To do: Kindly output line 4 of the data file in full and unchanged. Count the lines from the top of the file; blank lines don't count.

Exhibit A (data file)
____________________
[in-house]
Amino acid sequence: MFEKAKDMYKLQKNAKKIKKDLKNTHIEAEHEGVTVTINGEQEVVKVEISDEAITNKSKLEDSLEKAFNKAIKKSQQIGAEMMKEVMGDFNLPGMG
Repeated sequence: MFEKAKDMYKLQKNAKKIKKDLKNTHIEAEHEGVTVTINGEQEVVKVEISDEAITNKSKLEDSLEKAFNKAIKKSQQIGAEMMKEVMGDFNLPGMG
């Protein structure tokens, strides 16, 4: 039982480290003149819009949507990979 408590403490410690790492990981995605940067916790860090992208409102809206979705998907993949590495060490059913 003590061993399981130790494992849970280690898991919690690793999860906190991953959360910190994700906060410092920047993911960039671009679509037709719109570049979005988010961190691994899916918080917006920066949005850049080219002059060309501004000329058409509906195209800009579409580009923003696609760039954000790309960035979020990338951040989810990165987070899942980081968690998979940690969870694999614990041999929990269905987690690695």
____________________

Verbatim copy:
């Protein structure tokens, strides 16, 4: 039982480290003149819009949507990979 408590403490410690790492990981995605940067916790860090992208409102809206979705998907993949590495060490059913 003590061993399981130790494992849970280690898991919690690793999860906190991953959360910190994700906060410092920047993911960039671009679509037709719109570049979005988010961190691994899916918080917006920066949005850049080219002059060309501004000329058409509906195209800009579409580009923003696609760039954000790309960035979020990338951040989810990165987070899942980081968690998979940690969870694999614990041999929990269905987690690695």